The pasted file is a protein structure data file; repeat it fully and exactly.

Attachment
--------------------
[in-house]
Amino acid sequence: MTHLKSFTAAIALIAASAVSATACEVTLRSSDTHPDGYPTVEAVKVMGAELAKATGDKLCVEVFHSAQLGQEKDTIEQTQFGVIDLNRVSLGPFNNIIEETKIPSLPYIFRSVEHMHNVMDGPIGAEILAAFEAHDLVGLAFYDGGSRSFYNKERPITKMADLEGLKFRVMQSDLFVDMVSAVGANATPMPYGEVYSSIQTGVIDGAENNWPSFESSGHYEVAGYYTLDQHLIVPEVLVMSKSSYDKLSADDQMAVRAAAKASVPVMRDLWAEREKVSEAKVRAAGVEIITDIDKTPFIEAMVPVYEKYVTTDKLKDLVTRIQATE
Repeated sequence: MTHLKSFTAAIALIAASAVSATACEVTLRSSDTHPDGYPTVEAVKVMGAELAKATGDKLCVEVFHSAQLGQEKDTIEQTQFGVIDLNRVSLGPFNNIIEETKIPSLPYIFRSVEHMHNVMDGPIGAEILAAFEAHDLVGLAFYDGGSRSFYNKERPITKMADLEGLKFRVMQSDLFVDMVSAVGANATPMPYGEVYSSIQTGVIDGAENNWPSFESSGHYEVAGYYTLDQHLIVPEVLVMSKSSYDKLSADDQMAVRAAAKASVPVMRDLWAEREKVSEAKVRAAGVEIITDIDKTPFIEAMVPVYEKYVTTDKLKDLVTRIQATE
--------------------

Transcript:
[in-house]
Amino acid sequence: MTHLKSFTAAIALIAASAVSATACEVTLRSSDTHPDGYPTVEAVKVMGAELAKATGDKLCVEVFHSAQLGQEKDTIEQTQFGVIDLNRVSLGPFNNIIEETKIPSLPYIFRSVEHMHNVMDGPIGAEILAAFEAHDLVGLAFYDGGSRSFYNKERPITKMADLEGLKFRVMQSDLFVDMVSAVGANATPMPYGEVYSSIQTGVIDGAENNWPSFESSGHYEVAGYYTLDQHLIVPEVLVMSKSSYDKLSADDQMAVRAAAKASVPVMRDLWAEREKVSEAKVRAAGVEIITDIDKTPFIEAMVPVYEKYVTTDKLKDLVTRIQATE
Repeated sequence: MTHLKSFTAAIALIAASAVSATACEVTLRSSDTHPDGYPTVEAVKVMGAELAKATGDKLCVEVFHSAQLGQEKDTIEQTQFGVIDLNRVSLGPFNNIIEETKIPSLPYIFRSVEHMHNVMDGPIGAEILAAFEAHDLVGLAFYDGGSRSFYNKERPITKMADLEGLKFRVMQSDLFVDMVSAVGANATPMPYGEVYSSIQTGVIDGAENNWPSFESSGHYEVAGYYTLDQHLIVPEVLVMSKSSYDKLSADDQMAVRAAAKASVPVMRDLWAEREKVSEAKVRAAGVEIITDIDKTPFIEAMVPVYEKYVTTDKLKDLVTRIQATE